Someone up there likes me, he thought.
Rain was pouring down, soaking him to the skin. But he reveled in it, rather than seeing it as a real hindrance. As he ran his hands through his hair he smiled, giving thanks to the heavens for sending the sudden storm...one that would wash away any hint of his trail.
On two points, however, he did have concerns. He couldn't sleep out in such weather. And he was hungry. After half a day fleeing from his pursuers, he'd worked up quite an appetite, and the fruit he'd sampled from the orchard had been burned off hours ago. What he desired was a hot meal, a warm bed...perhaps even a bit of female company. And he was quite sure he knew just where to find all three.
Moving forward through the dark, his keen sense of direction led him to the top of a familiar hill. The entirety of the Chateau LaCroix was impossible to make out in the rain and blackness, but there were faint shimmers of candlelight that shined like tiny beacons, drawing him forward as a moth to a flame.
One window in particular...and the terrace before it... he knew better than any other. The notion that it was two stories up was no concern. A trellis of ivy was easily scaled, even with the wet of the rain, and with ease he slung himself over the balcony rail, squatting cautiously on the stones just before the half-drawn curtains. Peering in, he saw the occupant of the room sitting upon a stool. A maid stood behind her, stroking the lady's long blond hair with a brush, and it seemed they were the only occupants of the room. But he could not be certain. So he lay in wait, hoping for the proper moment. And it came sooner than expected. The maid was dismissed with an impatient hand. When he saw the chamber door close, he inched closer to the entry. Pursing his lips, he emitted a soft bird call. The lady turned her head sharply towards the sound, rising from her seat, to move carefully towards the sound. She drew the curtains back, and seeing the person crouched in wait before her, she folded her arms and looked down at him. He grinned up at her, water dripping from his nose and chin.
"Lovely weather tonight, is it not?"
She was silent, glaring at him with fiery green eyes. He folded his hands, giving her his most earnest and needy expression.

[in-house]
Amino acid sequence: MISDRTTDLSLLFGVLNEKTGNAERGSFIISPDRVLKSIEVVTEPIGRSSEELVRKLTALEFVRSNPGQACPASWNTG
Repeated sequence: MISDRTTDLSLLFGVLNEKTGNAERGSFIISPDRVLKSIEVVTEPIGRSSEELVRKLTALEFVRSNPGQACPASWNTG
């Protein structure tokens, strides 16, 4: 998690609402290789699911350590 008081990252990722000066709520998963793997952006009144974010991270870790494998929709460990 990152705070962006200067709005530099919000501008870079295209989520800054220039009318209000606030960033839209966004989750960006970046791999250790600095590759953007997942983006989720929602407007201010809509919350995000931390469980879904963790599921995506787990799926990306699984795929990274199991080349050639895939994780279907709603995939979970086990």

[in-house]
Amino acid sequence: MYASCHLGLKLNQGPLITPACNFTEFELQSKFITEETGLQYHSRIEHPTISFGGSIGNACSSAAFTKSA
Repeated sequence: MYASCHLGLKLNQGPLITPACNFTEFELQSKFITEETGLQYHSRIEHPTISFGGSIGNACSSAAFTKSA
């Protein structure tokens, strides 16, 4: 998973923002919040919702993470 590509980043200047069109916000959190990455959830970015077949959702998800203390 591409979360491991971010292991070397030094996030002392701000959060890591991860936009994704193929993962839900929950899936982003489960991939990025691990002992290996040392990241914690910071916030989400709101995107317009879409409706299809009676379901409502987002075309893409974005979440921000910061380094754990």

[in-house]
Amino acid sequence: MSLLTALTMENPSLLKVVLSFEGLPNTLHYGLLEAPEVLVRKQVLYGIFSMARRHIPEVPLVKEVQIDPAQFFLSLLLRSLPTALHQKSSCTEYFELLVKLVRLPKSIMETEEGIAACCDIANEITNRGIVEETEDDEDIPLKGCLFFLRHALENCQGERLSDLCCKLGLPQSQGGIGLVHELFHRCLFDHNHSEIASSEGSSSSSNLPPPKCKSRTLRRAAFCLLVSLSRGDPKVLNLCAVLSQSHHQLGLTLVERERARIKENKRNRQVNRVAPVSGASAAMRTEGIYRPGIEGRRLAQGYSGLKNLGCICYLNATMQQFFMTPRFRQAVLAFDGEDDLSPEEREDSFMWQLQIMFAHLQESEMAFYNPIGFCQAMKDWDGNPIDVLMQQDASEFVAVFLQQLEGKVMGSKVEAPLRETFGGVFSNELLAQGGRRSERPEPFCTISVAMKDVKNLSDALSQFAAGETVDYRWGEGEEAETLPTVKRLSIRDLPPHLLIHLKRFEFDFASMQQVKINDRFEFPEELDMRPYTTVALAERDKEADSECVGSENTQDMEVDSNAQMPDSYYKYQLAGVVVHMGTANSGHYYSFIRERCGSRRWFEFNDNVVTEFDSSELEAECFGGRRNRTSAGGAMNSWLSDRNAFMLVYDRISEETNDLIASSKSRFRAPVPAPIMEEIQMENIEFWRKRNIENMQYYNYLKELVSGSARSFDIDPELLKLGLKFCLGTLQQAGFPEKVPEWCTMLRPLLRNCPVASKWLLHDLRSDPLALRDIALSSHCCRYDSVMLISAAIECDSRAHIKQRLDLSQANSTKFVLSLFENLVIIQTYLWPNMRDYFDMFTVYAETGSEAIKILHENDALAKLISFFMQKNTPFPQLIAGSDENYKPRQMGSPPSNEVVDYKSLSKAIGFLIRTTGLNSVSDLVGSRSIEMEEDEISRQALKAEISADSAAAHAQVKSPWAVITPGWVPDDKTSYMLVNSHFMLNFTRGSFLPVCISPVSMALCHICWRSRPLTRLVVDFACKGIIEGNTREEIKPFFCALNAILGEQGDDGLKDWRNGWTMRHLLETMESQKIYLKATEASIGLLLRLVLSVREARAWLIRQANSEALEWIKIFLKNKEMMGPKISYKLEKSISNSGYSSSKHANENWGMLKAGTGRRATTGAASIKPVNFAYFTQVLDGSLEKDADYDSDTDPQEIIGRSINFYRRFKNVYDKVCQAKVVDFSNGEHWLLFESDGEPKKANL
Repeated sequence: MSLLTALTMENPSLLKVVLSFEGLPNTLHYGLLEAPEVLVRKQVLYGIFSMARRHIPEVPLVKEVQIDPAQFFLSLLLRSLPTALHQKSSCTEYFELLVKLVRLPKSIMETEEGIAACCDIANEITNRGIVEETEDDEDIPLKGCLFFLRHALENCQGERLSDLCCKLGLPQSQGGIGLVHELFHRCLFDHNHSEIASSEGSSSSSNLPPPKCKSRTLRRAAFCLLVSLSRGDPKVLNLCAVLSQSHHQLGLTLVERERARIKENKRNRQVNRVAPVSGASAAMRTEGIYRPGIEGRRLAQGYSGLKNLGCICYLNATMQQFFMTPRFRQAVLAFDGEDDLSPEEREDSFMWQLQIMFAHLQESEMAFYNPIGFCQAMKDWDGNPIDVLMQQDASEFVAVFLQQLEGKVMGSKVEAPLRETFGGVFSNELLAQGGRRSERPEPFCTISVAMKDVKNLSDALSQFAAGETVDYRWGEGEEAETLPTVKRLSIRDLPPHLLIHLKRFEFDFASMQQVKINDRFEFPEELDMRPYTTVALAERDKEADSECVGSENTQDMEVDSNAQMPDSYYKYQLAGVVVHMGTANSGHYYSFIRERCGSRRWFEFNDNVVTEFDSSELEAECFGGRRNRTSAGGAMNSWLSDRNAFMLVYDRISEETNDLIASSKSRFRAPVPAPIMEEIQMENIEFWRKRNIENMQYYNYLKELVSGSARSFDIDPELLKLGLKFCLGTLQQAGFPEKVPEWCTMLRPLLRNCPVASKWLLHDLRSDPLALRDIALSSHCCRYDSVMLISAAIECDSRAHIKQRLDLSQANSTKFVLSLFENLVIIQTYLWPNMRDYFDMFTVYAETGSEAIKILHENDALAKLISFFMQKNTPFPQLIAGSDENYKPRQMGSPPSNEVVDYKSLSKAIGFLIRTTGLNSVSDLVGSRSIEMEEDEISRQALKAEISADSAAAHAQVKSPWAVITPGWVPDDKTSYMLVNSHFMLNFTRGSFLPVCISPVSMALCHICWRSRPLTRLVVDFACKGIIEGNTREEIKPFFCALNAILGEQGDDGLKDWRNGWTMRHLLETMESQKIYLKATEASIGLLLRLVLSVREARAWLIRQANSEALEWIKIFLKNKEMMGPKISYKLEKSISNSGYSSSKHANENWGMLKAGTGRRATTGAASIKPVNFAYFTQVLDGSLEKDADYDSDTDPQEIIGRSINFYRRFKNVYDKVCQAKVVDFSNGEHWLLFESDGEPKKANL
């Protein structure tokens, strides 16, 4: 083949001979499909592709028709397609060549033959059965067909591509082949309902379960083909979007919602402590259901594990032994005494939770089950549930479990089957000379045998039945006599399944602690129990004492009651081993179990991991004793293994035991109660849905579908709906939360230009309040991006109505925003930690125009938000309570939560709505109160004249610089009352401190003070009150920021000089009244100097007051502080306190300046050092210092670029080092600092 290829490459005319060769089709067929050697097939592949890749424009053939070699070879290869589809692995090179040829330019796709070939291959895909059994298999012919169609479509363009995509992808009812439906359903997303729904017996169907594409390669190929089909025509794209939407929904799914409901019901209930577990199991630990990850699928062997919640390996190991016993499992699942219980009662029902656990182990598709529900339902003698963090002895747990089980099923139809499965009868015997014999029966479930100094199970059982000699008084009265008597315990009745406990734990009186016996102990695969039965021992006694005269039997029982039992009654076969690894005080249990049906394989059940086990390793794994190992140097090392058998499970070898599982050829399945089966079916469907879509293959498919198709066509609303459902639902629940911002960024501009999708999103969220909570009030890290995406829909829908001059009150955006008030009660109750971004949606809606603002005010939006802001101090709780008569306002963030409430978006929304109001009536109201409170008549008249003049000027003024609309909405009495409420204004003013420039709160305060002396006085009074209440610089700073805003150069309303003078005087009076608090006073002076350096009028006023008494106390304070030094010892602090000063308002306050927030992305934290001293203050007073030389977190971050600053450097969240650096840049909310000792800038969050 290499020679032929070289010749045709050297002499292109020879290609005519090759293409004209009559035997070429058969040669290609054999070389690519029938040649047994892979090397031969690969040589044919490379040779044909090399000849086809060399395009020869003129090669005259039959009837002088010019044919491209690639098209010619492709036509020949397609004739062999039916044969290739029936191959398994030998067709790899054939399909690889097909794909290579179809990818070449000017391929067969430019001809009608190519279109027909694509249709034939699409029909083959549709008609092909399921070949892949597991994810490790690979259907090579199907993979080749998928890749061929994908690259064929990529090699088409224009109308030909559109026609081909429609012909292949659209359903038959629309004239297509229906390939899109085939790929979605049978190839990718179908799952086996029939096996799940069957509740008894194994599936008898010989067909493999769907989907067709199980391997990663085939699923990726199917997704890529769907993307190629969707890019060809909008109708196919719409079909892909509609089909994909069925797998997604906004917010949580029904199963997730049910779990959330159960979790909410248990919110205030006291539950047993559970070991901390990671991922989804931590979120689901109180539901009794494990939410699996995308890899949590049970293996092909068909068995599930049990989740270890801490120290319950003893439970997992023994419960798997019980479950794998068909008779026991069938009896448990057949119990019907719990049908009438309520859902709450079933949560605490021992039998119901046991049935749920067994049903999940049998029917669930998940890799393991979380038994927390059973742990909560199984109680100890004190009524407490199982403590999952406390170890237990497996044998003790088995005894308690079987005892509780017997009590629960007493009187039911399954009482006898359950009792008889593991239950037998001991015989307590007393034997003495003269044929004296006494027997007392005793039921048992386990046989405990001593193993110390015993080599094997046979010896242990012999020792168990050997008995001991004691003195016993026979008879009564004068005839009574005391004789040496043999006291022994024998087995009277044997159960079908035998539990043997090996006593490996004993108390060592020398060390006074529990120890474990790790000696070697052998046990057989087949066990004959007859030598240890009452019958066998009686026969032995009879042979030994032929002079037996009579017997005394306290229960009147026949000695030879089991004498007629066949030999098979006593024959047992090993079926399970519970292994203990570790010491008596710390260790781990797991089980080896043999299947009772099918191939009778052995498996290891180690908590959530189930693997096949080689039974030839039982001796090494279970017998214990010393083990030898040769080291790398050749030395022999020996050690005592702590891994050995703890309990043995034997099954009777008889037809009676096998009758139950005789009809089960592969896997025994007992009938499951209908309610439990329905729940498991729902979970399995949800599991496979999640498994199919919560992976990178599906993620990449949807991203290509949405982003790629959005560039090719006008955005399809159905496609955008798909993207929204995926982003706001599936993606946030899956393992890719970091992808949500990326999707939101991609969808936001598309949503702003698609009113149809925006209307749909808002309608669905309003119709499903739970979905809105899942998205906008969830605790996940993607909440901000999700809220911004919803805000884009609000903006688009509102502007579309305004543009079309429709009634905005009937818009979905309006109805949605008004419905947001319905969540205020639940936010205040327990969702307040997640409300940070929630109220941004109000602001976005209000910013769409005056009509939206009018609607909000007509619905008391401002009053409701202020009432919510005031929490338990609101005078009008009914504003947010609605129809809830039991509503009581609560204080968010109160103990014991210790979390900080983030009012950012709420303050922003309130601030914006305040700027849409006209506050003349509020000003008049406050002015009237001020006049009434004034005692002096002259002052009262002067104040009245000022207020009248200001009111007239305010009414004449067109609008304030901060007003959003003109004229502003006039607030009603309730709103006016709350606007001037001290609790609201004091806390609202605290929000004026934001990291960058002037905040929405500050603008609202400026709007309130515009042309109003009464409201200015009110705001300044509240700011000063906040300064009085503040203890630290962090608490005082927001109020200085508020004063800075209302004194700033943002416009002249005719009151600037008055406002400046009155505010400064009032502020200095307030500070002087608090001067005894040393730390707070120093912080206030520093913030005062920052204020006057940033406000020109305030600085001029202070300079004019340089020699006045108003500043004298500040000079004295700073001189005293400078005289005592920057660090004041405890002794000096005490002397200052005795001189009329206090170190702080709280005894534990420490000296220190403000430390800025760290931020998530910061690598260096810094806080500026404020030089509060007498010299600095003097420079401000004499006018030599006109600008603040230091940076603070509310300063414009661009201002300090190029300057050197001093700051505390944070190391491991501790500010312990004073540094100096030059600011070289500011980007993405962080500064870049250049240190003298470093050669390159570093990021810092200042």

"Oh lovely Baroness. Might you spare a meager place on the floor for a drenched, tired, hungry soul such as I?"
Her eyes narrowed. "I would sooner have a foul-smelling, flea-infested stray dog admitted to my presence."
There was a moment of silence between them. Then he leaned back on his haunches, and positioning his hands and arms just so in front of him, he whined as if he were, indeed, a pitiful hound. She snorted in contempt.
"Ugh! You are certainly the most pathetic of creatures. The lowest of the low."
He only grinned...and was rewarded when she took a step back, allowing him in. But he did not come far, knowing she would not be pleased if he soiled her Aubusson rug. He remained on the stone floor until she brought him a towel with which to dry himself. Then she stood back with her hands on her slender hips, scowling at him.
"René-Jean Bastien, why do you creep about my terrace?"
Looking her over with a heated gaze, he took in the sight of her supple figure. Her sleeveless nightdress, made of the finest white silk, hardly disguised her feminine attributes, and she didn't seem concerned about her modesty. As he rubbed the towel over his face, he gave her a tender and appreciative smile.
"I missed you, love. And I knew you could not cast me out on a night such as this."
Folding her arms defensively, her scowl grew deeper. "If you missed me so, why have you not come to see me in nearly two months?"
YOU ARE READING
My Lady Gisborne - A Love Story (The Gisbornes, Book 2)Historical Fiction
*Set in Medieval France, from 1203 onward. This is the second in the Gisborne series, and a sequel to "The Tempest." * Lady Evelyn Gisborne desires to be a proper young noblewoman. But independence runs strong in her blood. She is torn between the d...